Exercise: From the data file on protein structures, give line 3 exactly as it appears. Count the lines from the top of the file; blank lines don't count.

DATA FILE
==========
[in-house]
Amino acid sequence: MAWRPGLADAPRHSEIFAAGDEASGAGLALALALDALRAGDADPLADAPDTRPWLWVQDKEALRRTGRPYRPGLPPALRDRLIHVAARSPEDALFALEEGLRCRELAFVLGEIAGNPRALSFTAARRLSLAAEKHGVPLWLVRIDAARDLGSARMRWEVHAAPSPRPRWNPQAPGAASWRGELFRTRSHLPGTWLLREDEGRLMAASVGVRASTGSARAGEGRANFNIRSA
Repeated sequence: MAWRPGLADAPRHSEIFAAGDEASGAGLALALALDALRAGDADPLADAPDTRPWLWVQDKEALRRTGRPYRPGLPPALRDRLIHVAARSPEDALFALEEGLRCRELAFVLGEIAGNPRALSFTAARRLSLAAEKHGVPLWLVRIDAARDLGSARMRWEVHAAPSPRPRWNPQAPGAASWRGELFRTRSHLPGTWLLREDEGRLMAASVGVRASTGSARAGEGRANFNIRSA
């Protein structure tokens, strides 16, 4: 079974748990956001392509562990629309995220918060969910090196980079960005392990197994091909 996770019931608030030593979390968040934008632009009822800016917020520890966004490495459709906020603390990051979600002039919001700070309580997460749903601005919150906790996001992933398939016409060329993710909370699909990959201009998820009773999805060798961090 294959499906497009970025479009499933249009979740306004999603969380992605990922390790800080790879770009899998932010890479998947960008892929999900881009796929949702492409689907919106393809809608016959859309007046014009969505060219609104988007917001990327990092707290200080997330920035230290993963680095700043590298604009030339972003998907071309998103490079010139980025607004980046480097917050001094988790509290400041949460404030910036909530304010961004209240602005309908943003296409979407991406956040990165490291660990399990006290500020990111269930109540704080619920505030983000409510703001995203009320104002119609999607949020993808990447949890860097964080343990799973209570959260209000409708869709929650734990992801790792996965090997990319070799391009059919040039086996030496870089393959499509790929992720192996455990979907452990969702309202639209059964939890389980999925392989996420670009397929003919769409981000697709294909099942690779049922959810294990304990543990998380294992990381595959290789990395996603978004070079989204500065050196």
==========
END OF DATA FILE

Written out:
Repeated sequence: MAWRPGLADAPRHSEIFAAGDEASGAGLALALALDALRAGDADPLADAPDTRPWLWVQDKEALRRTGRPYRPGLPPALRDRLIHVAARSPEDALFALEEGLRCRELAFVLGEIAGNPRALSFTAARRLSLAAEKHGVPLWLVRIDAARDLGSARMRWEVHAAPSPRPRWNPQAPGAASWRGELFRTRSHLPGTWLLREDEGRLMAASVGVRASTGSARAGEGRANFNIRSA